Armstrong Green Zone Supports Veterans On Campus





For many veterans, transitioning from the structured, demanding and sometimes dangerous life of the military to an academically focused college campus can be difficult.

Textbooks, notepads and laptops now fill the duffle bags that once contained life’s necessities during deployment to a combat zone. Some veterans feel out of place on campus, and many are searching for the camaraderie that came so naturally in uniform. Now, thanks to a SPARC (Strategic Planning and Resource Council) grant, veterans at Armstrong Atlantic State University can turn to the Green Zone, a special program designed to provide locations and personnel recognized by veterans as a safe place to aid in their transition from military to university and civilian life.

In 2012, Armstrong Liberty Center director Pete Hoffman had an idea to create a program that would assist veterans in starting a new life as a student. As a retired Army Colonel who dedicated 30 years of his life to his country, Hoffman knew first-hand the challenges civilian life can present.

“If you look at where Armstrong is located, it just makes sense that we would be a center of excellence for military education,” said Hoffman. “There are more than 24,000 active-duty military in our area, and as a state school, we should be a place where they could come, be comfortable, and use their benefits.”

He turned to the Green Zone program at Virginia Commonwealth University for guidance.

“We contacted them and added our own twist to the program,” said Hoffman.

Hoffman recruited consultant and Army Veteran Phil Gore to take Green Zone off the ground at Armstrong, and soon, Gore became the military and veterans program coordinator for the Armstrong Green Zone. Armstrong is now only one of a handful of other schools in the country offering some form of the program.

“We had our first training session for faculty and staff on February 19, and 40 people attended,” said Gore. “We thought that maybe we could get 15 people, and we were overwhelmed with the response.”

With 17 Armstrong faculty and staff members already filling a wait list for another session, the Green Zone’s first round of training was a success.

“Every single person volunteered for this training because they care about our veterans,” said Hoffman. “We have identified them as someone who cares and now, veterans can confidently go to them for help.”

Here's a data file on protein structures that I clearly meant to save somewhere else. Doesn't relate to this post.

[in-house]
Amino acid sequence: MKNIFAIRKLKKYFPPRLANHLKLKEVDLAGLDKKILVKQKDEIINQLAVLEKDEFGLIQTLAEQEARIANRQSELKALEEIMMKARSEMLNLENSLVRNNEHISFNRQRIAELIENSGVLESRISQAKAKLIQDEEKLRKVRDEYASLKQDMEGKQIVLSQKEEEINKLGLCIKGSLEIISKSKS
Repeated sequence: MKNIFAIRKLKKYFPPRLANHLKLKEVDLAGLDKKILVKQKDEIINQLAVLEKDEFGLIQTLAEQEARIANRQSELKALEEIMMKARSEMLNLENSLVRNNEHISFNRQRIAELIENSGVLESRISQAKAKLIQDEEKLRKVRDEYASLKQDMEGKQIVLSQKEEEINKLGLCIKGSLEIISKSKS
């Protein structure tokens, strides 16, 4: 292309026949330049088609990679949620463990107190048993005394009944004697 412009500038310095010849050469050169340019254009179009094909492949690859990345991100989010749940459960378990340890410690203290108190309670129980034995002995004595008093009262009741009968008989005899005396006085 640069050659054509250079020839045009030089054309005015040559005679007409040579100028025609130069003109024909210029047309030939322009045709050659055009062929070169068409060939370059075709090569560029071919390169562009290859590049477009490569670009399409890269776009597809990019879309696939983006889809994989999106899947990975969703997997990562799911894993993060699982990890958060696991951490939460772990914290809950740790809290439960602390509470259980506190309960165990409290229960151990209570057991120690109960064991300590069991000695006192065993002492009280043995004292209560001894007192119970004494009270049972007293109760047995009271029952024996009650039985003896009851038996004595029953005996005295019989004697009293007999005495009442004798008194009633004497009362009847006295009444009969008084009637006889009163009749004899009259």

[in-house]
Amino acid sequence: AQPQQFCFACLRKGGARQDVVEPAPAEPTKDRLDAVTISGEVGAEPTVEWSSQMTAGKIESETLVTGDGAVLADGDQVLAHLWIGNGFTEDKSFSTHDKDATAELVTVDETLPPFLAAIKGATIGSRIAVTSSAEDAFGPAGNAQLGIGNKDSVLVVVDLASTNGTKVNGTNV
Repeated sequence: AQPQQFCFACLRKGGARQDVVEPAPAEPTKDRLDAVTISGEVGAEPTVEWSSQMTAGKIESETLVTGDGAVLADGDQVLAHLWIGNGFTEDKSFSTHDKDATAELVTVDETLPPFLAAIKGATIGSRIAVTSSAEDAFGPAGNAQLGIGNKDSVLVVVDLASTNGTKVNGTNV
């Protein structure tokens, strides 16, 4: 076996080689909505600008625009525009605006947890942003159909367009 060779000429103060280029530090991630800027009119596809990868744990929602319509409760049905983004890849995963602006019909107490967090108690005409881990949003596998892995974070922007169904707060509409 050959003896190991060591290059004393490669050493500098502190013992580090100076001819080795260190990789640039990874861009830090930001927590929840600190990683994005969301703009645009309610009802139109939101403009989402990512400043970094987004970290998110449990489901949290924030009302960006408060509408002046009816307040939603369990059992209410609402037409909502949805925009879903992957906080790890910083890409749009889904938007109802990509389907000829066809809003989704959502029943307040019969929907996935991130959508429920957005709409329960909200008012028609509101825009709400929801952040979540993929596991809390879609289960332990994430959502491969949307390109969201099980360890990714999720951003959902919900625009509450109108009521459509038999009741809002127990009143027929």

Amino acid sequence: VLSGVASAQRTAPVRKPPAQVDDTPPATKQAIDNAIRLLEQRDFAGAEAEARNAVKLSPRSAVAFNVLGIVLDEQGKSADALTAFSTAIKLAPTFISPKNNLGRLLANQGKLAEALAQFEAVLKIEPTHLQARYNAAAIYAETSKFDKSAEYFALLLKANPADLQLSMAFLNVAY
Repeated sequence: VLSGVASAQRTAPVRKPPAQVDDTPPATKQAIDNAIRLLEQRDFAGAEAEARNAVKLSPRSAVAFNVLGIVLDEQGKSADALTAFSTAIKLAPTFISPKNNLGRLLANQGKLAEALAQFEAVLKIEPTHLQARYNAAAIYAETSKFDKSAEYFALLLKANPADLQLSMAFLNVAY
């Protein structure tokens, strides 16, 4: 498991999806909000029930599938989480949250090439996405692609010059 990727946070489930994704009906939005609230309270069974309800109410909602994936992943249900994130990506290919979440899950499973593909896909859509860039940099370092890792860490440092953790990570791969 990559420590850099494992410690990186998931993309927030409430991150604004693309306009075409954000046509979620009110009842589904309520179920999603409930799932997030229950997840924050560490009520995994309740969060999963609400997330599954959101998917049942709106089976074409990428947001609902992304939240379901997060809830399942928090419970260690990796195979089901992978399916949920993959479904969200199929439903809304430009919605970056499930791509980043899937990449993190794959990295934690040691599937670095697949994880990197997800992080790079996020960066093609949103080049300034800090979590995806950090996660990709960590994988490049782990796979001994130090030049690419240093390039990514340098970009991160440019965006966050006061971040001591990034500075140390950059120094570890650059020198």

The extensive training is broken out into three phases. The first phase briefs the group on general information about the program, while the second and third phases are more hands-on. In February, the first class of Green Zone volunteers took a field trip to Hunter Army Airfield, where they had one-on-one interaction with soldiers, walked the flight line, looked inside aircrafts and even trained with real weapons with simulated fire.

“They were able to experience a day in the life of a soldier and, through simulation, were able to see soldiers in action in the desert,” said Gore.

At the end of the trip, Green Zone volunteers ate lunch in the dining facility with a large group of soldiers who took the time to share stories of their military experiences.

Green Zone training recently wrapped up with a three-hour block of instruction which included speakers from Veteran’s Heart Georgia, a non-profit organization of veterans and their families, healing professionals and concerned citizens, and Armstrong professor Dr. Jean Neils-Strunjas, who focused on best practices for veterans in the classroom.

“We wanted to make sure that we trained them on the unique differences between veterans and traditional students and help them understand what veterans experience at a university and in civilian life,” explained Gore.

According to Gore, veteran students can come to Armstrong with baggage such as multiple deployments. Some suffer from Post Traumatic Stress Disorder (PTSD) and Traumatic Brain Injury (TBI), disorders that can often be overlooked without proper training to recognize their signs and symptoms.

“The key is recognizing the signs,” said Green Zone trainee and Armstrong Veteran Affairs coordinator Laura Pallini-Bolton. “For a lot of faculty and staff members, they think the student is just being disruptive.”

For Pallini-Bolton, the training she received from the Green Zone was life changing.

“The field trip to Hunter Army Airfield was the best part because it opened the eyes of our faculty to the training that our veteran students endure,” said Pallini-Bolton. “These veterans come to us with knowledge and expertise that is truly worthy of college credit.”

Along with providing adequate training to faculty and staff, Green Zone also strives to encourage veterans to share their knowledge and experience.

“Having veterans in the classroom makes us a better university,” said Hoffman. “They come to us with experience that we want to capture.”

For Dorothy Kempson, Army Veteran and assistant director of academic support at the Armstrong Liberty Center, this training is beneficial for all staff and faculty in light of the recent shift in deployment frequency.

“More soldiers are deploying at a lower rate, so we have more military who are pursuing education,” explained Kempson. “This is putting more and more military students in our classrooms.”

Since the Green Zone training, Kempson has already helped a military student with PTSD, and thanks to training, she and 39 other Green Zone certified staff and faculty members will be able to provide a safe space -- and lend a sympathetic ear -- for Armstrong’s veteran population.

“There’s a lot of room for growth with this program, and we are already planning on implementing more programs and training,” said Gore. “At the end of the day, we don’t just want to be a military-friendly institution. We want to create a program that can serve as a model to help more veteran students and more institutions across the country.”